As a homeowner, you have a responsibility to ensure your property is safe, secure, and navigable at all times. This is true whether you invite someone onto your property or they enter without permission. If you fail in your duty, and someone experiences harm as a result of your negligence, they can hold you responsible in a court of law.
Judging property liability is tricky; true accidents really do exist, but in the vast majority of situations, negligence equals responsibility. Though it may surprise you, as a homeowner, accidents caused by situations like these fall on your shoulders, too.
Holes and Uneven Ground
Your neighbor decides to take a walk. It’s a beautiful day, and your property just happens to have a gorgeous field in the back. What the heck — they’re sure you won’t mind if they wander through as long as they’re respectful.
Halfway through their adventure they get their leg stuck in an animal hole. It causes them to fall and break their leg in three places.
If you answered, “the neighbor,” you’ll be surprised to know that this very often wrong. As a homeowner, you are responsible for keeping your property safe. Even if someone enters without permission, you can still be held liable if maintenance issues cause them to become injured while on your property. This is true for neighbors, friends, and yes — sometimes even criminals, too.
Altercations and/or Assaults
This is another situation that can be extremely confusing. If you own a home and throw a party, and someone at your party attacks another guest, you may be liable for any injuries they receive from the assault. Depending on the state you live in, you can be fully or only partially liable. Some state legislation systems view the homeowner as responsible for ensuring overall safety, including safety from other individuals.
If the person who is assaulted can prove that you allowed someone to attend your party who has a known history of aggression, violence, or crime, then he or she could feasibly suggest that you failed in your duty to keep a safe property.
Falling Trees that Cause Damage
There’s nothing quite as disappointing as coming home after a windstorm to find your treasured, 100-year-old willow tree toppled over. If it fell on the neighbor’s house, the situation just might be worse: you’re responsible for any damage the tree causes within very specific parameters.
Generally, trees fall under specific rules that rely on the property line. If a limb hangs over your neighbor’s property, for example, they have the right to cut the portion on their land. But they cannot touch the portion of the tree on your property because it’s your responsibility instead.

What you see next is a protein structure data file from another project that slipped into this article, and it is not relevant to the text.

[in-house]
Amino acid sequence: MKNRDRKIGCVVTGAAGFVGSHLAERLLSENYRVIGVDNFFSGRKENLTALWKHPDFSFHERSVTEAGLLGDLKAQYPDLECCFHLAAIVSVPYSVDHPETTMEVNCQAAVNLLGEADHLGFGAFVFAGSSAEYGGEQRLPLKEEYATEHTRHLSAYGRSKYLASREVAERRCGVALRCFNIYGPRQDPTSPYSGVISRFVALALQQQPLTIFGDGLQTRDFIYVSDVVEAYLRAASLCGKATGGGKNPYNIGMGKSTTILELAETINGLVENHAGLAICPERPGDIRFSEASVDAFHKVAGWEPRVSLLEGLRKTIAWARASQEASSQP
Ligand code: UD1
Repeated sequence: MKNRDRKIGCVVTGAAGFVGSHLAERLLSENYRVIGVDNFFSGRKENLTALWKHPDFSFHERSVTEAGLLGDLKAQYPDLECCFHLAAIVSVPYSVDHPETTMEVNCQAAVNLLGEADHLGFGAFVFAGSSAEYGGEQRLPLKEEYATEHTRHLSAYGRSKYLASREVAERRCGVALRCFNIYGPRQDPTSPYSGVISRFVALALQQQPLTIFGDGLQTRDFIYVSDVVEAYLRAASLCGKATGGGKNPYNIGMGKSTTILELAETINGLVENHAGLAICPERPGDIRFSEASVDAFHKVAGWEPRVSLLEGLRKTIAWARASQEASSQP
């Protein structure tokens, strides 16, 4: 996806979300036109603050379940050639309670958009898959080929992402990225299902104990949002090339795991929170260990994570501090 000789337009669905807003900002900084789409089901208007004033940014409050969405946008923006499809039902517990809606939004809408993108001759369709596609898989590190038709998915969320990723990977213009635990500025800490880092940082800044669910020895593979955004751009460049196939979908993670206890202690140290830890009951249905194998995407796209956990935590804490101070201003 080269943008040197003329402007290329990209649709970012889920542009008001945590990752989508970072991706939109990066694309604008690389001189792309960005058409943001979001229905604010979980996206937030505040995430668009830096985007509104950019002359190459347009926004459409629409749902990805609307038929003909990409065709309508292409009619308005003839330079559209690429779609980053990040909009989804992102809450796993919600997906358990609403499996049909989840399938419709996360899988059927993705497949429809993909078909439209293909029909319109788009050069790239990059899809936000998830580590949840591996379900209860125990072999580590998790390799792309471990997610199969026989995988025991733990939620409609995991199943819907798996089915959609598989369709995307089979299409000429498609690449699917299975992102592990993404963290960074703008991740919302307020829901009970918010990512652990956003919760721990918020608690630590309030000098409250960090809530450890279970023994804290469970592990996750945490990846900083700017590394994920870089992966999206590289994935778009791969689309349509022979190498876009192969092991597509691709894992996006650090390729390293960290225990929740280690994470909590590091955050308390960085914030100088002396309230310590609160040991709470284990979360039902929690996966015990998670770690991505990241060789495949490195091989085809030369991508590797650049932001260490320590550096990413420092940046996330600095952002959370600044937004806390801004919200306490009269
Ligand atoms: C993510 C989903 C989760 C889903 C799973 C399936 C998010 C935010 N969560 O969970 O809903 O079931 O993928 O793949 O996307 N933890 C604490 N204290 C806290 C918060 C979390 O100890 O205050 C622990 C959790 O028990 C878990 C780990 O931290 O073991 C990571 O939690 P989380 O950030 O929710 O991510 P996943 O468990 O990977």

With regard to fallen trees, the rules change slightly, especially if your neighbor can prove the tree was a danger or you failed to address a risk factor before it fell. A broken limb left hanging, signs of infestation and rot, or even a partial break left unaddressed can all be enough reason to sue you for property damage compensation.
Any Damage Your Kids Cause
You have a friend over; they park in the driveway and head in for tea. As your children are playing outside, they accidentally toss a ball through the windshield. The resulting damage will cost nearly $1000 to fix. Are you responsible, or is the car owner’s insurance company responsible?
Truthfully, you are responsible for any damage your kids cause to visitors while on your property. If your kids damage a windshield, it falls under your homeowner’s insurance and may or may not be covered. All that remains is determining whether it was malicious or a true accident.
Sidewalks Kept in Disrepair
Think safe sidewalks are up to the city? Depending on where you live, you may be wrong. Many jurisdictions hold homeowners responsible for falls and accidents caused by uneven sidewalks, especially if the problem exists on the homeowner side rather than the street side. Chunks of missing sidewalk, cracks, holes, and uneven ground can cause people to break ankles, fall, or even experience head injuries. If they decide to sue you, you could become liable for their medical bills and lost time at work.
So what can you do about sidewalk issues? If you have an issue, put up a brightly colored sign warning passers-by of the issue. This won’t make you invincible, but it will reduce the likelihood of an accident occurring. You can report the issue to the city or fix it on your own, but either way, you must keep your sidewalks in safe condition.
You can protect yourself from weird and unusual liability issues like these with one easy step: taking out the right insurance plan to fit your needs. Having insurance isn’t just an option, it’s critical to your safety and financial security. You can’t predict the future, but you can provide yourself with a cushion that softens the blow.